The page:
Monday, October 24, 2011

Real and Unreal “Work”

“Work” has positive connotation when its meaning is to create something or get some necessary task accomplished—be that using hands-and-bodies or using only hands-and-mind. The “creation” here, needless to say, is actually a kind of transformation, be it of physical substances or of ideas. For many people in corporate life today “work” has come to mean something quite different. The actual doing itself happens outside to the corporation. The employees’ job inside is to get other people to do the work—and the pressure is on Big Time to get the work done at ever lower prices. That’s what words like out-sourcing, farming-out, and contracting signify.

This sort of thing began with the industrial revolution—which itself began with textiles. So-called producers obtained cotton, flax, and wool. They farmed it out to individuals who spun the yarns in a highly fragmented cottage industry. Then the yarns were farmed out again, to a similar network of individuals working on their own, to be woven into fabric. The fabric, in turn, was farmed out to individuals who cut and sewed to the producer’s specifications, again paid only for the work accomplished, never for their time. Those who worked had virtually no power—many although in numbers. When we arrived in America as immigrants, the first job my mother held was in a textile operation where she was paid by the piece. Yes, she was an employee, but this practice, piecework, harked all the way back to the dark beginnings of industrialization. In this structure producers did no work and workers had but a minimum economic share in the manufacturing process.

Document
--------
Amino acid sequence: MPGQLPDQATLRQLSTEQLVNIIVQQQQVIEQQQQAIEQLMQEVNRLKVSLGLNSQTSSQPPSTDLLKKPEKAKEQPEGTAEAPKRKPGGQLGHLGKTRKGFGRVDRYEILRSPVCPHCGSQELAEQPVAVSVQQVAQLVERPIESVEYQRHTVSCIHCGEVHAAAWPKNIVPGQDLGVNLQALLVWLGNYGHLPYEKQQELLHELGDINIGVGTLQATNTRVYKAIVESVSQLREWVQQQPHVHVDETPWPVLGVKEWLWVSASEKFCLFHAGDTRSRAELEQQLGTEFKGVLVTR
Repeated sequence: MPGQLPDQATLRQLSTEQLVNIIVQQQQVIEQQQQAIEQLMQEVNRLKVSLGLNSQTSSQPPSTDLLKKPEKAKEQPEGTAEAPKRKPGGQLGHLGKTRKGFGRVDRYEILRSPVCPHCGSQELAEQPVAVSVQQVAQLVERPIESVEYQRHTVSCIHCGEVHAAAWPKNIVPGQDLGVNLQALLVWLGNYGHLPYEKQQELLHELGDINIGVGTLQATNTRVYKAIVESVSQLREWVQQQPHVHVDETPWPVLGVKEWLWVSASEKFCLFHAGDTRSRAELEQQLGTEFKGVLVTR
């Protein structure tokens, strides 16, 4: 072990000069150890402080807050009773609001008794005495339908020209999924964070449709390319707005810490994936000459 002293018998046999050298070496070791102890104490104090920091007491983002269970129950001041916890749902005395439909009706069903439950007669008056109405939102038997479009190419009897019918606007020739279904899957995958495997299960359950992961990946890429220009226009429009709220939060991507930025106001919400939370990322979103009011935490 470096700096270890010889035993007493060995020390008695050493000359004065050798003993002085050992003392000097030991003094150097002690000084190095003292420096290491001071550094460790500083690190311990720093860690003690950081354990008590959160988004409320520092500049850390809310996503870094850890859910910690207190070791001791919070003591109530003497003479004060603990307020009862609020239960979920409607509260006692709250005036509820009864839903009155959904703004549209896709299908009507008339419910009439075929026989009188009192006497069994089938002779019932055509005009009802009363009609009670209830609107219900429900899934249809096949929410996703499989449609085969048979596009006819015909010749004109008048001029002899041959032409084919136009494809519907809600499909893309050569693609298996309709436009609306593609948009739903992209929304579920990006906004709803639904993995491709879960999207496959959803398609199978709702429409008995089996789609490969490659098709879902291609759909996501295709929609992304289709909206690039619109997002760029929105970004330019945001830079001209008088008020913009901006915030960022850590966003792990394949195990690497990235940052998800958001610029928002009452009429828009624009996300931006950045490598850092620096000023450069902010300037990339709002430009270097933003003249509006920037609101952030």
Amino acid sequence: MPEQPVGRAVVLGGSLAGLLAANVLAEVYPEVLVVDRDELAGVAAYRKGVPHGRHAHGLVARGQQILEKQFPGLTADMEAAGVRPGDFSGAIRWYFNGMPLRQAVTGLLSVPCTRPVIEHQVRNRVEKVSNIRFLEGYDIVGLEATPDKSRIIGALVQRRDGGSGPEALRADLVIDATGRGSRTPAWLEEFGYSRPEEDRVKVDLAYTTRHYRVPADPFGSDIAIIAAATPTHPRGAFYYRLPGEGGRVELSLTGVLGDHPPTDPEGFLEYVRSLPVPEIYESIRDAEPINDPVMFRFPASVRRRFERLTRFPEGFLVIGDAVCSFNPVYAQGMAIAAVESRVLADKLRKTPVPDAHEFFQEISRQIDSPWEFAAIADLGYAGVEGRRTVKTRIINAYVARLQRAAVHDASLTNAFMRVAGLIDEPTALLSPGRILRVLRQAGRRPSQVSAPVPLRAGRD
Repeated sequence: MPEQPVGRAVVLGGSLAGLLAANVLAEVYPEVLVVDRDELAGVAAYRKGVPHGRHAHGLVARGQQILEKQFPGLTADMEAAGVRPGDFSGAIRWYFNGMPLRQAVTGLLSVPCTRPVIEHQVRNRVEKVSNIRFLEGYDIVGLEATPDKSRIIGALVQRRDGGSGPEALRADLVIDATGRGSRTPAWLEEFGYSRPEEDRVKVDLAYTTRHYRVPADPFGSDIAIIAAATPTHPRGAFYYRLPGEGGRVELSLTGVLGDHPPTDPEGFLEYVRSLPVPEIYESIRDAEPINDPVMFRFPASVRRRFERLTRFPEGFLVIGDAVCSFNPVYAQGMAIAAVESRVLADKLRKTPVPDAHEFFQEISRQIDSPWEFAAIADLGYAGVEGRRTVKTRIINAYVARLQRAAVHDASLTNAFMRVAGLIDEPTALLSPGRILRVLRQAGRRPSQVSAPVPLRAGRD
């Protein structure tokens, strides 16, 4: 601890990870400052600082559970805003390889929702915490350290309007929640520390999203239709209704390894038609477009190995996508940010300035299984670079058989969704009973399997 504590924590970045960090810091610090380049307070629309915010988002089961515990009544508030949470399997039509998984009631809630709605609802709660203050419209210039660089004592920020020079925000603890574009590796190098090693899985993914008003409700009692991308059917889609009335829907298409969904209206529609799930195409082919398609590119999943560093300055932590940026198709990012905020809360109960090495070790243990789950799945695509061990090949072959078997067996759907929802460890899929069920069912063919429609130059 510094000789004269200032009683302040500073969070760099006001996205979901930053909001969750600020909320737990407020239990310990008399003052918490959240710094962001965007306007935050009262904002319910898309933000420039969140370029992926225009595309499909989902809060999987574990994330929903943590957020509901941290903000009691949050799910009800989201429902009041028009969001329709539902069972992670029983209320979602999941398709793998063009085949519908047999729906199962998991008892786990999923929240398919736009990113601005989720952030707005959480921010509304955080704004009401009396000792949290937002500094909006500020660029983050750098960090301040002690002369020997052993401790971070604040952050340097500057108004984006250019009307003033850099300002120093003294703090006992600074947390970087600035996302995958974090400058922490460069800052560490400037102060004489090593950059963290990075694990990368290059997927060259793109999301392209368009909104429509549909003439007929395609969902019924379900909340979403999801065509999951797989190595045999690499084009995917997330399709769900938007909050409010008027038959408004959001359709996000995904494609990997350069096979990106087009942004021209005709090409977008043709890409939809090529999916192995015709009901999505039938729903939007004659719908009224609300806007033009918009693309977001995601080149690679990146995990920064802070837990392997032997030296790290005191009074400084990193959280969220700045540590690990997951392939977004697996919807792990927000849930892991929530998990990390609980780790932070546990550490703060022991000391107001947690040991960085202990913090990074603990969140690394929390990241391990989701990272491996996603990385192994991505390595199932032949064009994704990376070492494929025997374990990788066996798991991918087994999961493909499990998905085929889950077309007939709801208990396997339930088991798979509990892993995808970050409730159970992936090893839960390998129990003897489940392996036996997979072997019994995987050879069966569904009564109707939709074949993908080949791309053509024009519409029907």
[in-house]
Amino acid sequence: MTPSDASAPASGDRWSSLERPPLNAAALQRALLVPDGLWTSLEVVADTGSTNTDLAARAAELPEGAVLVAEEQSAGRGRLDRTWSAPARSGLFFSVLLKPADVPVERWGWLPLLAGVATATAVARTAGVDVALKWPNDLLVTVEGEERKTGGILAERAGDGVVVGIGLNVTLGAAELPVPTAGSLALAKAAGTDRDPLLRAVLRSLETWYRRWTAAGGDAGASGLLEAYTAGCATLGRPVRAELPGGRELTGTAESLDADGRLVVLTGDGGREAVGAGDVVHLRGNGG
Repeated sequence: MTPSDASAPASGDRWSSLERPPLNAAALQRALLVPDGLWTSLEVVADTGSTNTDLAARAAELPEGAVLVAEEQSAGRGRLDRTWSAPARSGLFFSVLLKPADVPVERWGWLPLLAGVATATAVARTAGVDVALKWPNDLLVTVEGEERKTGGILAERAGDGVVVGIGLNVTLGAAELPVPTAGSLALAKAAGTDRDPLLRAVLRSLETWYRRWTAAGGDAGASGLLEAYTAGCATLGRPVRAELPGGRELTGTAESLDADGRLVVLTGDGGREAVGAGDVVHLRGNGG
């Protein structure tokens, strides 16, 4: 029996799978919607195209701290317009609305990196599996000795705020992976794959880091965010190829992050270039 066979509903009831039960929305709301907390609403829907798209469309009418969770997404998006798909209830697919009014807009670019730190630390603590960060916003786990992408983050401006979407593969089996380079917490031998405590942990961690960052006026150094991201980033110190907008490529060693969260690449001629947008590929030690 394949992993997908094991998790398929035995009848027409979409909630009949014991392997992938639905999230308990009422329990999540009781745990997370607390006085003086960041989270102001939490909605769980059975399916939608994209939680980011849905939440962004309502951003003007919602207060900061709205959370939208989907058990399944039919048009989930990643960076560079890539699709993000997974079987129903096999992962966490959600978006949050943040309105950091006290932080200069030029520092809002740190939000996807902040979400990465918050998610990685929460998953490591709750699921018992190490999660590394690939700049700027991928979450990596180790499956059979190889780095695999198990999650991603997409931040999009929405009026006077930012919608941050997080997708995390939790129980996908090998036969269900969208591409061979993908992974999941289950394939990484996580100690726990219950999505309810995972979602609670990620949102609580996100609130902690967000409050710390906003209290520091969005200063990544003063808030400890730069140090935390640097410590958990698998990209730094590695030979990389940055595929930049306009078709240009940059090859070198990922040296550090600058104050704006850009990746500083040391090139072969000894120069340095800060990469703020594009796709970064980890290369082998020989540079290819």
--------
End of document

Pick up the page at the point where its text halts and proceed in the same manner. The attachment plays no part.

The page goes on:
In the evolution of industry there was a period—we’re still largely in that period—when workers were hired, paid for their time, had a stake in the enterprise, and also had a role in product design and creation (as defined above). But now we are gradually going in the other direction again. In many corporations, only tiny minorities of employees actually do work; they are either at the lowest administrative levels or they are engineers-designers who specify the work to be done. Its actual accomplishment is sourced out. Most employees do unreal work: they must find, qualify, negotiate with, and pressure outside agents who will then do the work specified.

Is it real work to lean on suppliers to produce to spec at ever lower prices? Or is that something else? What pride arises from being able to say: “I got the bastards to move up the deadline and to swallow the new price. They hated it, but I got the signature.” Now those who have to do this sort of work are themselves but peons, are themselves under pressure, and the more they succeed, the more the pressure mounts. They, but indeed also the people who live in more square feet above them, are all slaves of the Devil himself who wants infinite expansion of meaningless numbers to enrich the very few who only talk to lawyers and no longer actually really need the wealth.

History has cycles. Times of equilibrium, when justice more or less reigns, are transitory. Then the cycles either turn up—justice increases—or they turn down—the reverse effect. Our times now trend downward. May the process accelerate. May Modernity soon die its soul-less death. Here and there the change upward is sometimes glimpsed, but the instances are still too few. May they multiply.

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